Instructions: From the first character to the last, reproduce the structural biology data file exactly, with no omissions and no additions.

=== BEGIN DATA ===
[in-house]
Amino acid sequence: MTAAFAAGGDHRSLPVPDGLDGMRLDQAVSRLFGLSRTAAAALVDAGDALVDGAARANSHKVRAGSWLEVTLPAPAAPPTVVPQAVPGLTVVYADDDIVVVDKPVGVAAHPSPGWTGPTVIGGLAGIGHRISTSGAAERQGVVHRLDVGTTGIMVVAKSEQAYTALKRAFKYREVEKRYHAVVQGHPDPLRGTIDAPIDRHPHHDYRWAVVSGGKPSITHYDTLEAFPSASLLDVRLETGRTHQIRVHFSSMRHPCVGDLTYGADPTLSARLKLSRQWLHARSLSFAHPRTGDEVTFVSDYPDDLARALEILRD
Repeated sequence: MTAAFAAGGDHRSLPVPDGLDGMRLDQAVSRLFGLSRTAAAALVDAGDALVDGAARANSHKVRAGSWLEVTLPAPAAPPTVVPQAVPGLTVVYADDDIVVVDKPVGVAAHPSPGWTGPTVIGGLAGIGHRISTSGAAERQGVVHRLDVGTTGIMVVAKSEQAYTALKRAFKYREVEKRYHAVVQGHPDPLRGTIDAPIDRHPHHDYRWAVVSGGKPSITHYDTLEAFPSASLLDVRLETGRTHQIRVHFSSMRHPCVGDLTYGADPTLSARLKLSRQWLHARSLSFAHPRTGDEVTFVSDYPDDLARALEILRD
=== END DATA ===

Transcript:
[in-house]
Amino acid sequence: MTAAFAAGGDHRSLPVPDGLDGMRLDQAVSRLFGLSRTAAAALVDAGDALVDGAARANSHKVRAGSWLEVTLPAPAAPPTVVPQAVPGLTVVYADDDIVVVDKPVGVAAHPSPGWTGPTVIGGLAGIGHRISTSGAAERQGVVHRLDVGTTGIMVVAKSEQAYTALKRAFKYREVEKRYHAVVQGHPDPLRGTIDAPIDRHPHHDYRWAVVSGGKPSITHYDTLEAFPSASLLDVRLETGRTHQIRVHFSSMRHPCVGDLTYGADPTLSARLKLSRQWLHARSLSFAHPRTGDEVTFVSDYPDDLARALEILRD
Repeated sequence: MTAAFAAGGDHRSLPVPDGLDGMRLDQAVSRLFGLSRTAAAALVDAGDALVDGAARANSHKVRAGSWLEVTLPAPAAPPTVVPQAVPGLTVVYADDDIVVVDKPVGVAAHPSPGWTGPTVIGGLAGIGHRISTSGAAERQGVVHRLDVGTTGIMVVAKSEQAYTALKRAFKYREVEKRYHAVVQGHPDPLRGTIDAPIDRHPHHDYRWAVVSGGKPSITHYDTLEAFPSASLLDVRLETGRTHQIRVHFSSMRHPCVGDLTYGADPTLSARLKLSRQWLHARSLSFAHPRTGDEVTFVSDYPDDLARALEILRD